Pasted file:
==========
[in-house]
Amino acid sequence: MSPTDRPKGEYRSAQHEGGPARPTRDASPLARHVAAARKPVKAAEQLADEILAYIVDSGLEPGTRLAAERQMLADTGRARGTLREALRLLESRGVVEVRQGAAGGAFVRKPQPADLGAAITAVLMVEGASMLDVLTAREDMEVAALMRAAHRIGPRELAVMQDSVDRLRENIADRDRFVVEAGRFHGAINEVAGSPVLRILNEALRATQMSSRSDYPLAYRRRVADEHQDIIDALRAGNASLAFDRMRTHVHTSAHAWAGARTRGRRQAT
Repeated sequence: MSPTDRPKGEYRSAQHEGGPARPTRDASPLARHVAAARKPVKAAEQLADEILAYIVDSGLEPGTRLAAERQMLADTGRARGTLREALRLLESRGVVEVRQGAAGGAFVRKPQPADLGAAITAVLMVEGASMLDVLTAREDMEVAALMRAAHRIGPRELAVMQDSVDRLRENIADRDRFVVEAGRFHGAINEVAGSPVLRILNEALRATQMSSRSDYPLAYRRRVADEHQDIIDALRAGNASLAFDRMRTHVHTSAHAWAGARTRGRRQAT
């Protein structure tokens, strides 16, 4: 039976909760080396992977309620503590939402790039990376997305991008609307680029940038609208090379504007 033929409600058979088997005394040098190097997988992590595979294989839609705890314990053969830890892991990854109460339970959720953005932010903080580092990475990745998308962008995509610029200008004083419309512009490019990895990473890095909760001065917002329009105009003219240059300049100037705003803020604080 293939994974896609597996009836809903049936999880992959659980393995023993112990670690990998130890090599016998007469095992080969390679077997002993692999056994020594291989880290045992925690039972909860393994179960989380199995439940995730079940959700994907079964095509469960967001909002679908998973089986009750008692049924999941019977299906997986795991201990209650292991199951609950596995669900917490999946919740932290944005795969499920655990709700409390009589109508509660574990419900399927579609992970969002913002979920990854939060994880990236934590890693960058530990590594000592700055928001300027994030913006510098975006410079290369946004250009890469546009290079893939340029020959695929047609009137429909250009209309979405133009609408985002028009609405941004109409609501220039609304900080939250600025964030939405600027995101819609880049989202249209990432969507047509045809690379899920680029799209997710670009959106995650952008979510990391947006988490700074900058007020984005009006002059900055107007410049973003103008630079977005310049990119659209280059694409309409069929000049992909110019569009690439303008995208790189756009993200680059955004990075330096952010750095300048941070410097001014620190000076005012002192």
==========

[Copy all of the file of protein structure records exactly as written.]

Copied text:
[in-house]
Amino acid sequence: MSPTDRPKGEYRSAQHEGGPARPTRDASPLARHVAAARKPVKAAEQLADEILAYIVDSGLEPGTRLAAERQMLADTGRARGTLREALRLLESRGVVEVRQGAAGGAFVRKPQPADLGAAITAVLMVEGASMLDVLTAREDMEVAALMRAAHRIGPRELAVMQDSVDRLRENIADRDRFVVEAGRFHGAINEVAGSPVLRILNEALRATQMSSRSDYPLAYRRRVADEHQDIIDALRAGNASLAFDRMRTHVHTSAHAWAGARTRGRRQAT
Repeated sequence: MSPTDRPKGEYRSAQHEGGPARPTRDASPLARHVAAARKPVKAAEQLADEILAYIVDSGLEPGTRLAAERQMLADTGRARGTLREALRLLESRGVVEVRQGAAGGAFVRKPQPADLGAAITAVLMVEGASMLDVLTAREDMEVAALMRAAHRIGPRELAVMQDSVDRLRENIADRDRFVVEAGRFHGAINEVAGSPVLRILNEALRATQMSSRSDYPLAYRRRVADEHQDIIDALRAGNASLAFDRMRTHVHTSAHAWAGARTRGRRQAT
């Protein structure tokens, strides 16, 4: 039976909760080396992977309620503590939402790039990376997305991008609307680029940038609208090379504007 033929409600058979088997005394040098190097997988992590595979294989839609705890314990053969830890892991990854109460339970959720953005932010903080580092990475990745998308962008995509610029200008004083419309512009490019990895990473890095909760001065917002329009105009003219240059300049100037705003803020604080 293939994974896609597996009836809903049936999880992959659980393995023993112990670690990998130890090599016998007469095992080969390679077997002993692999056994020594291989880290045992925690039972909860393994179960989380199995439940995730079940959700994907079964095509469960967001909002679908998973089986009750008692049924999941019977299906997986795991201990209650292991199951609950596995669900917490999946919740932290944005795969499920655990709700409390009589109508509660574990419900399927579609992970969002913002979920990854939060994880990236934590890693960058530990590594000592700055928001300027994030913006510098975006410079290369946004250009890469546009290079893939340029020959695929047609009137429909250009209309979405133009609408985002028009609405941004109409609501220039609304900080939250600025964030939405600027995101819609880049989202249209990432969507047509045809690379899920680029799209997710670009959106995650952008979510990391947006988490700074900058007020984005009006002059900055107007410049973003103008630079977005310049990119659209280059694409309409069929000049992909110019569009690439303008995208790189756009993200680059955004990075330096952010750095300048941070410097001014620190000076005012002192």